Lessons from a Cheetah: How Interim Execs Band Together to Create More Business

In business, everybody wants to be the cheetah: nimble, quick, flexible, and able to respond rapidly to twists and turns in the business cycle.

But even cheetahs band together when necessary, finding value in shared resources. The following story illustrates how well that can work.

Nick Clementi’s interim firm was created as a partnership of six executives who’d just gone through transactions as part of PE-owned ventures. They’d created liquidity events, he said, and found themselves sitting with cash but finished with their previous engagements.

Joining Forces is Powerful

In 1999 they decided to band together as a management group, Sandhill Consulting, limited to senior executives. The original six were committed to both interim and consulting work, as well as to partnering and co-investing alongside private equity sponsors to run businesses, he said.

They generally spend about 3-7 years with a given company before it comes to maturity, Clementi said. The partnership of six has now grown into a team of 17, and Clementi said the team approach has proven beneficial.

One Executive Leads to Another

Here’s an example of how it’s worked for Clementi’s firm: a PE fund recently asked Sandhill to provide an interim CFO for a 90-day assignment. They provided that CFO, and also identified the need for an interim purchasing officer and interim controller. All three executives ended up working together on the assignment.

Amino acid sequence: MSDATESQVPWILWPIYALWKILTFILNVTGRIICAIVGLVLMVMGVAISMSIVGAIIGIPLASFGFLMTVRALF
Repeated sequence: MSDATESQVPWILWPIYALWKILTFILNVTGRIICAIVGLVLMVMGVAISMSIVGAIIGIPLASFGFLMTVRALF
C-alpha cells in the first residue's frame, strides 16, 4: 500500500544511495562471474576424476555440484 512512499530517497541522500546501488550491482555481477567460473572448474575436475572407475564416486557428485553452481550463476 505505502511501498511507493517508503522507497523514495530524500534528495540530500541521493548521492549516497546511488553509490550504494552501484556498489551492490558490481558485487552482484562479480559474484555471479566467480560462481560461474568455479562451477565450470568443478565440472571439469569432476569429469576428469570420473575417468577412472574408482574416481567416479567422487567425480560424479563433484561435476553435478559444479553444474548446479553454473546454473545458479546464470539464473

So what about the natural instinct of the cheetah to carve out and protect territory? Nobody really wants to share a piece of the antelope, right? According to Clementi, that’s exactly the wrong approach.

“We have not had a single situation” of a team member losing out on an assignment due to competition within the firm. “It’s the exact opposite,” Clementi, who has worked as both an interim CEO and an interim CMO, said.

Benefit from Being a Resource

He recounted a similar incident when he called on a PE fund, but learned they needed someone with a different expertise than his. He suggested a colleague within his firm, and Sandhill ended up getting the assignment. “Now, that PE fund views me as a resource,” Clementi said.

Sandhill’s engagement at InnoWare Paper Products also illustrates the benefit of combining resources. Sandhill co-invested in the company with a PE fund, and Innoware’s loss of key management led to interim engagements for several Sandhill partners, Clementi said, including an HR executive who was called in to manage a labor dispute.

Last year, InnoWare was purchased by Solo Cup Company.

Clementi said traveling as a team to corporate events attracts an audience and offers expertise that a solo practitioner can’t hope to draw. Clementi thinks it’s the only way to go.